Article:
There are notable African Americans who have inspired so many people and Face2face Africa is highlighting them as we mark Black History Month. One such notable figures is Macon Bolling Allen, the first black man licensed to practice law in the U.S.
Macon Bolling Allen was born a free man in 1816 in Indiana, Allen taught himself how to read and write and at the end of the day, he got his first job as a school teacher.
He would become one of those black attorneys who refused to be stopped by the color of their skin and the attitudes of society but pursued their education and careers.
As a lawyer, Thurgood Marshall is famous but was not the first. Way before him was Allen.
In the early part of the 1840s, Allen moved from Indiana to Portland, Maine where he changed his name to Macon Bolling Allen (born Allen Macon Bolling) and became friends with local anti-slavery leader General Samuel Fessenden, who at the time had begun a law practice.
Allen served under Fessenden as an apprentice/law clerk until in 1844 Fessenden introduced him to the Portland District court and said that he thought Allen should be able to practice as a lawyer.
He was refused on the grounds that he wasn’t a citizen. However, Maine law states that anyone “of good moral character” could be admitted to the bar. Allen then applied for admission by examination.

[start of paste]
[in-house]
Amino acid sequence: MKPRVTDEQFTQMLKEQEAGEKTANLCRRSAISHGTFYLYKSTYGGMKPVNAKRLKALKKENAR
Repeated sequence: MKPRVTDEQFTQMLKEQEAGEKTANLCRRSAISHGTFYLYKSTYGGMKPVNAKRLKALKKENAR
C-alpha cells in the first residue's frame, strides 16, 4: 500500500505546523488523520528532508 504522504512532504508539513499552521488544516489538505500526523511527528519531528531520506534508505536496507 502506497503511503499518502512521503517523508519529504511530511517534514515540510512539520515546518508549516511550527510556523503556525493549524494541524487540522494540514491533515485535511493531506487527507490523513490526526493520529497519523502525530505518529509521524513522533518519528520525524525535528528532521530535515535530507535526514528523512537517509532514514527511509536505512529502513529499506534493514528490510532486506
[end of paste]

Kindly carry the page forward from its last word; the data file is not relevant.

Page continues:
After passing the exam and earning his recommendation, he was declared a citizen of Maine and given his license to practice law on July 3, 1844, making him the first black man in the U.S. who was licensed to practice law.
At the time, getting hired in Maine was difficult as there were only a few black people who were willing or able to hire lawyers. And most people would disallow a black man to represent them in court.
Allen then moved to Boston, Massachusetts in 1845 where he met his wife Hannah Allen and they had five sons together. Allen passed the Massachusetts state bar on May 5, 1845.
After his exams, Allen and Robert Morris Jr. opened the first Black law office in the United States. In 1848, he passed the exam to become Justice of the Peace for Middlesex County, Massachusetts.
Apart from being the first black man to obtain a license to practice law in the US, he is also thought to be the first black man to hold a judicial position.
After the Civil War, Allen again moved but this time to Charleston, South Carolina to open a new legal practice. He was appointed as a judge in the Inferior Court of Charleston in 1873.
The following year he was elected judge probate for Charleston County, South Carolina. Allen moved to Washington, D.C. after Reconstruction and there he worked as an attorney for the Land and Improvement Association.
Until his death at age 78, Allen continued to practice law.